This is the time of the year when all of us gardeners – and hopefully many who have never gardened before – start sowing seeds. It is the most exciting, miraculous process and never loses its thrill.
I grow as much as possible from seed – vegetables, herbs, annual flowers, biennials, grasses and even shrubs and trees. In essence, growing things from seed is simple enough.
You spread the seed thinly onto damp compost, cover them lightly, water them and put them somewhere warm to germinate. Some are slower to bring through to maturity than others, but mostly they grow. And anything raised from a small seed somehow feels like a triumph and is much more satisfying than buying plants ready grown.
Monty Don shares his advice for growing as many plants as possible from seed. Pictured: Monty sowing seeds for spring
Over the years I’ve come to realise two central elements about gardening. The first is that most plants want to grow. Stick ’em in the ground the right way up and the chances are they’ll survive.
The second is that if you want any plant to achieve its full potential then attention to detail at every stage – particularly the early stages – makes all the difference. There are very few killer tips or tricks in gardening, but there are small things that make a big difference when added all together.
This includes the potting compost that you use. You can buy any old bag of general purpose compost and most things will grow. But be a bit more careful about your choice, exercise a little fine-tuning at every stage along the way and everything will grow better.
Q I planted some herbs last June. The thyme and mint look fine but my parsley is in terminal decline. What’s wrong?
Georgina McGurk, Hereford
A Once parsley starts to put on a flowering stem it ceases to produce leaves, and when the seeds have formed it’ll die. Also, parsley likes rich, deep soil with lots of moisture, whereas thyme and mint prefer poor soil and more sun.
Q My euonymus shrub is covered in what looks like white fly, causing it to shed leaves and look sickly. Help!
Eileen Thomas, Essex
A This sounds like the euonymus scale insect. The males are white, and the females, which also feed on the sap, are brown. They can cause leaves to yellow and even drop, weakening the plant. Wash or scrape off those you can see, prune badly affected branches, and encourage predators like ladybirds.
Q Will any plants survive in my windowless bathroom?
Louise Frances, London
A Try the Boston fern [below left], philodendrons, spider plants, ivy, aloe vera or the snake plant [below right]. Also happy in dark, rather humid spots are the bird’s nest fern (Asplenium nidus), the peace lily (Spathiphyllum) or the dramatic fiddle- leaf fig (Ficus lyrata).
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Start by avoiding peat. Everybody should know this by now but peat extraction does great environmental harm, and no gardener should want to be part of that.
Some claim that peat is a ‘better’ growing medium but that is not my experience. I have not used a peat-based compost for the past 25 years and my garden is doing pretty well.
Even if there was a small advantage in using peat for a few plants, it would not justify the environmental degradation and damage that peat extraction causes. Just say no.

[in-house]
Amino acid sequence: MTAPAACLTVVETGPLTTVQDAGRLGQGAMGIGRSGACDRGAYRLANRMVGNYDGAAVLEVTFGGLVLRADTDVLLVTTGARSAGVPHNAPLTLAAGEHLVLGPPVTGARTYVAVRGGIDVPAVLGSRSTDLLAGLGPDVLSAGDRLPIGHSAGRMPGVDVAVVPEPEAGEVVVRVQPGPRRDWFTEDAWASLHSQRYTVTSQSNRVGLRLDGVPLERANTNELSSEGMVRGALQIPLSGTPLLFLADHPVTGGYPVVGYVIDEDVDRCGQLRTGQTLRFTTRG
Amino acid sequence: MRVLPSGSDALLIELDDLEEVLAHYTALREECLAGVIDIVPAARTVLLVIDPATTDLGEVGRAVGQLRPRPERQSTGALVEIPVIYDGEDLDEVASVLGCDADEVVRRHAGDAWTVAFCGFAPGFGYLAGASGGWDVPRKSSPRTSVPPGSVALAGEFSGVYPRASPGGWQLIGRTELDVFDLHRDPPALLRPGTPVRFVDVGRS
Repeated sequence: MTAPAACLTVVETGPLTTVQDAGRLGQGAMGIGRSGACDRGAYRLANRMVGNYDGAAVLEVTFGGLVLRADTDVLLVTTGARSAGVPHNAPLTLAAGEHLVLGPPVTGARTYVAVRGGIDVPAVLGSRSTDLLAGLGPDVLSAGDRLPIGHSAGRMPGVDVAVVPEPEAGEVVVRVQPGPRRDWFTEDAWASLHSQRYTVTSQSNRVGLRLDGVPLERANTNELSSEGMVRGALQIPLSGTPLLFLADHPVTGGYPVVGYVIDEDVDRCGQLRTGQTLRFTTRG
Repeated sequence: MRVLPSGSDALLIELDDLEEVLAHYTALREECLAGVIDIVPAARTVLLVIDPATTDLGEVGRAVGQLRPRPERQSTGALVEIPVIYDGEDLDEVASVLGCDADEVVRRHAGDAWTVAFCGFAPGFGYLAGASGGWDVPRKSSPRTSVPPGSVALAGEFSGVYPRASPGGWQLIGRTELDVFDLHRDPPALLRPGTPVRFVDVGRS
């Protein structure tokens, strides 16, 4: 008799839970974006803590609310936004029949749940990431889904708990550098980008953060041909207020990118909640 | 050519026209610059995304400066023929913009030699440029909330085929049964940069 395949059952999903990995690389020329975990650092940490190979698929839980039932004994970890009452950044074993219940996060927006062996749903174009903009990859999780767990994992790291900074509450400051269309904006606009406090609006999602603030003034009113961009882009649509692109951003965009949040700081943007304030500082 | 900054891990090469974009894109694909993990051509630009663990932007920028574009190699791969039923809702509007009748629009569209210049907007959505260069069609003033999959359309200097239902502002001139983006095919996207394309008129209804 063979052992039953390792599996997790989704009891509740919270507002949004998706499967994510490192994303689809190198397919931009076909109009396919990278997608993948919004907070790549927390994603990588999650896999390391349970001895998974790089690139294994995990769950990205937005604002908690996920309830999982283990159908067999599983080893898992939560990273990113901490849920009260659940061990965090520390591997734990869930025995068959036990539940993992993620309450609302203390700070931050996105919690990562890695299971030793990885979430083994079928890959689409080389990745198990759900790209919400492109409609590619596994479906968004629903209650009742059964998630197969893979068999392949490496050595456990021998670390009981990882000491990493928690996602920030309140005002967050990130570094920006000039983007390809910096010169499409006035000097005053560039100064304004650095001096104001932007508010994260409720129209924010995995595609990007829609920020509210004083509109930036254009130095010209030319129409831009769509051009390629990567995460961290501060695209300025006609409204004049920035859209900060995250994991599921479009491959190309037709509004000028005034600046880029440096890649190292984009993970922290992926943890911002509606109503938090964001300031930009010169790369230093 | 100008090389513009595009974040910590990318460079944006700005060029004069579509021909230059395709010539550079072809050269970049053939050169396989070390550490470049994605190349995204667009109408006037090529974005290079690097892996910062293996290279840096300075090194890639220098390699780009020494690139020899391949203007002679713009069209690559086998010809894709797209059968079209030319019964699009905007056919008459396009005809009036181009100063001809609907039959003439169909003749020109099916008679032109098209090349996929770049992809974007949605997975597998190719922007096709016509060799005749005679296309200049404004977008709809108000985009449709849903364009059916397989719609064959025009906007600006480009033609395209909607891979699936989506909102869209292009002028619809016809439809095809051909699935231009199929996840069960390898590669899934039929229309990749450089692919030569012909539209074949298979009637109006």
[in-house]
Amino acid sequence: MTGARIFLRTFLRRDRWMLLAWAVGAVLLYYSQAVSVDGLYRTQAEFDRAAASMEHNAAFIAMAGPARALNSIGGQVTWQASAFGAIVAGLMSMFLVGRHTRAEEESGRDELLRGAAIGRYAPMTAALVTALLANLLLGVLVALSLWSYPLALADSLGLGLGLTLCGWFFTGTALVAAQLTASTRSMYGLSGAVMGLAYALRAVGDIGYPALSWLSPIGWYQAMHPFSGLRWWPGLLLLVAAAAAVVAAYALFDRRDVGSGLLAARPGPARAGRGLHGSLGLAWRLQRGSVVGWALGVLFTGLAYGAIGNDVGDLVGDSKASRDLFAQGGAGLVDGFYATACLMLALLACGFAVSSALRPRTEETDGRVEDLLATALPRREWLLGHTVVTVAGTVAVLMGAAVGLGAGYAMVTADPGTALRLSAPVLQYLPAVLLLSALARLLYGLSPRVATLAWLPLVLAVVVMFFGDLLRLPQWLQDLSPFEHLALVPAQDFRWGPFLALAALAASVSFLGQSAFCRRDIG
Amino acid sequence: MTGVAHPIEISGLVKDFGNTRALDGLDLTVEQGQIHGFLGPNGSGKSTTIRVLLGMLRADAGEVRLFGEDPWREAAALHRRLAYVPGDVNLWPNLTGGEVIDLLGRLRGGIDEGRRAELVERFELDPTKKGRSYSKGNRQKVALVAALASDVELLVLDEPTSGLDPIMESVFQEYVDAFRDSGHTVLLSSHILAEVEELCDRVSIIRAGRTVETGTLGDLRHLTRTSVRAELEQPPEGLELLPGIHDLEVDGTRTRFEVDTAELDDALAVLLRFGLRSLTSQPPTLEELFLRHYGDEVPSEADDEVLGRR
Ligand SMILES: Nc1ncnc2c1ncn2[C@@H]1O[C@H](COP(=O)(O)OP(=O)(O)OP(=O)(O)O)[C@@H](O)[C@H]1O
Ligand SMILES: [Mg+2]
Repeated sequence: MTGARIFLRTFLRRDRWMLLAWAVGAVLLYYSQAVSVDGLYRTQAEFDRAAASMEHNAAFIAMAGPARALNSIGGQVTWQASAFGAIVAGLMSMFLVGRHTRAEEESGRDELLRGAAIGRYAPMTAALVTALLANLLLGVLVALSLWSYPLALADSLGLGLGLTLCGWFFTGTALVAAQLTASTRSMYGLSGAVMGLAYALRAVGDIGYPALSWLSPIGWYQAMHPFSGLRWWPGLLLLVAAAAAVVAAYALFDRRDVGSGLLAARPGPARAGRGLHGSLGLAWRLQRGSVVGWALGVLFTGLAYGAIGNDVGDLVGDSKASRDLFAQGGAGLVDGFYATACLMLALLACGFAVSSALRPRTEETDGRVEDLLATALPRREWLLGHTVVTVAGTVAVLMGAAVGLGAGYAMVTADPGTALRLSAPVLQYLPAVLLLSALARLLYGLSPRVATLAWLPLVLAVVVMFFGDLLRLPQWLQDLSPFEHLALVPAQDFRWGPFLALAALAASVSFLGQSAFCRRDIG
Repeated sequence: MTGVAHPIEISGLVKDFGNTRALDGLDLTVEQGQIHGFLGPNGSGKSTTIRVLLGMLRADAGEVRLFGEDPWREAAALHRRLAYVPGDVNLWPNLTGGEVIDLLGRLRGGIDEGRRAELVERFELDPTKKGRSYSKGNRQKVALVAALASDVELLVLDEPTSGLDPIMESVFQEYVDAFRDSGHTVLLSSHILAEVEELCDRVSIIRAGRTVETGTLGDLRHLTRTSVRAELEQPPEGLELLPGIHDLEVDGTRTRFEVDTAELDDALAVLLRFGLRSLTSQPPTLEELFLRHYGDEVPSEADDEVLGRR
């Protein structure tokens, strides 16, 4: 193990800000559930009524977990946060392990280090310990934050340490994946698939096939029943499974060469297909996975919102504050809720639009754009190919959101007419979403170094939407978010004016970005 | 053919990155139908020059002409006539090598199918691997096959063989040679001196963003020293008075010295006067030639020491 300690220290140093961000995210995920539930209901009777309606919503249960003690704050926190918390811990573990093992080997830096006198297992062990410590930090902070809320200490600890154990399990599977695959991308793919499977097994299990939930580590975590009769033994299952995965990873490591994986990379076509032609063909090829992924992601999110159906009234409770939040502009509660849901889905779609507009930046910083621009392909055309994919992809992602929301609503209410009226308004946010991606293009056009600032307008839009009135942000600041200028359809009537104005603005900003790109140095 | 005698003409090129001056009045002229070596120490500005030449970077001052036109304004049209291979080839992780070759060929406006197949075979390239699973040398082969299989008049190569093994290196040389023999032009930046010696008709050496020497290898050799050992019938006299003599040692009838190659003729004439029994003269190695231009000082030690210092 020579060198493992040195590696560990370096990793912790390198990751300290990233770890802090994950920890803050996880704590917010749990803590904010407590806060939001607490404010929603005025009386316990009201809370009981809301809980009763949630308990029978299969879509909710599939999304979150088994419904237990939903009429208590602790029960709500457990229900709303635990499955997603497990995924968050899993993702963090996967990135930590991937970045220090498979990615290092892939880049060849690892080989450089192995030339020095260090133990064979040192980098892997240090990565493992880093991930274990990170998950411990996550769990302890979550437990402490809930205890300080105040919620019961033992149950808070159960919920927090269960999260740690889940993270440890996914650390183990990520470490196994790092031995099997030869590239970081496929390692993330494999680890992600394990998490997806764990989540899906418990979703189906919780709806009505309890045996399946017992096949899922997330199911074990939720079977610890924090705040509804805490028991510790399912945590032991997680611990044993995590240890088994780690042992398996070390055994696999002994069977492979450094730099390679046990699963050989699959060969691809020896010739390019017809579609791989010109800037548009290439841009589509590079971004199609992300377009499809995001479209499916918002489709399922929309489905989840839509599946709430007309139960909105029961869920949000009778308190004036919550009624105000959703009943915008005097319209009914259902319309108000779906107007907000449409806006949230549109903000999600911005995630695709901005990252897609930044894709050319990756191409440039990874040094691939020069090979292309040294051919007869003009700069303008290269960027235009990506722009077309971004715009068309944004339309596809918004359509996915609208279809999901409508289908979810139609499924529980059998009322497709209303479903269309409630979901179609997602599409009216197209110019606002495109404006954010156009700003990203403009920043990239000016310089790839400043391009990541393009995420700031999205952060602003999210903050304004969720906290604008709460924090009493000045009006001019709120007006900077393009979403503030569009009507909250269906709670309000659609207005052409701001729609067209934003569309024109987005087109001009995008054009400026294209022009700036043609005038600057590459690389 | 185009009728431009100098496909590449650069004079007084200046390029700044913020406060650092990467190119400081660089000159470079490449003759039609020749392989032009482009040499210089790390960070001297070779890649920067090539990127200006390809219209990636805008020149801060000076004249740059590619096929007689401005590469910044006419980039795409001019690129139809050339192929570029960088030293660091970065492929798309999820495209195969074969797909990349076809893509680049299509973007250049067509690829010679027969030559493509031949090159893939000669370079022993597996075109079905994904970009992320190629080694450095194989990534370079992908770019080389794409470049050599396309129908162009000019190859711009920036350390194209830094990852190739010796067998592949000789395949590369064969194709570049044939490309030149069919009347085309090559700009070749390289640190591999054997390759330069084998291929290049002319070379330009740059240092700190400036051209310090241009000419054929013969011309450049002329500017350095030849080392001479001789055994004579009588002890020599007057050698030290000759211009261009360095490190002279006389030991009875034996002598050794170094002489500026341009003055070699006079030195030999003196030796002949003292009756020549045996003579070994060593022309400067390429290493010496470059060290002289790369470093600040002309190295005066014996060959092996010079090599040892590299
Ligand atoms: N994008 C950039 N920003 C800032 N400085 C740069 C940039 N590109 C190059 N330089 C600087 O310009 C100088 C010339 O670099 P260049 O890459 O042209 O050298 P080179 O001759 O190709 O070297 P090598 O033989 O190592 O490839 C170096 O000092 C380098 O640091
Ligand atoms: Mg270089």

So I would recommend starting with a proprietary bark or coir-based compost. But this can then be enhanced. There is no magic formula but I can share what works for me and which I have experimented with and developed over the last quarter century of raising thousands of plants every year.
For my coir-based seed mix, I add roughly a third in volume of sieved leaf mould, a quarter of sieved garden compost, a quarter of vermiculite, and a tenth of soil from the garden.
Nothing is measured accurately and I am perfectly relaxed in adding more vermiculite or leaf mould to open it out a little. I make a batch at a time – usually in a wheelbarrow – mix it up well and store under cover.
The garden soil and garden compost are important as the seedlings build a symbiotic relationship with the particular micro-organisms of the garden soil and this improves their growth and health when they’re planted in the garden.
If the compost mix is dry, I place the seed tray in a shallow container of water for around 10 minutes. It will then not need watering from above for a few days.
This is useful for those seeds placed on the surface so they aren’t all pushed to the edge of the tray by the spray from the watering can. Otherwise, I place them on a heated bench, water them and leave them to germinate.
In a few weeks, I will share my experience and experiments with the potting composts I use and how they affect different kinds of plants – but for the moment, just get out there and start sowing!
MONTY’S PLANT OF THE WEEK: THE PRIMROSE
Monty said primroses (pictured) are a symbol of simple beauty and do best in lightly shaded but damp soil
A symbol of innocent and simple beauty, the primrose grows in one of my favourite environments – coppice woodland.
This may sound niche but garden shrubs of many kinds, like willow, dogwood, hazel and elderberry, can offer exactly the same conditions, especially if they are occasionally pruned hard.
Primroses do best in lightly shaded but damp soil and along the base of a hedge or a bank is ideal. Lift and divide large clumps after flowering every few years, although you will find that they seed themselves readily.
THIS WEEK’S JOB: SPREAD SNOWDROPS
Dig up your largest clumps of snowdrops and pull them apart into two or three smaller groups. Replant these around the garden so they join up to become a white carpet next January and February. Let the leaves die back naturally so their goodness feeds next year’s flowers.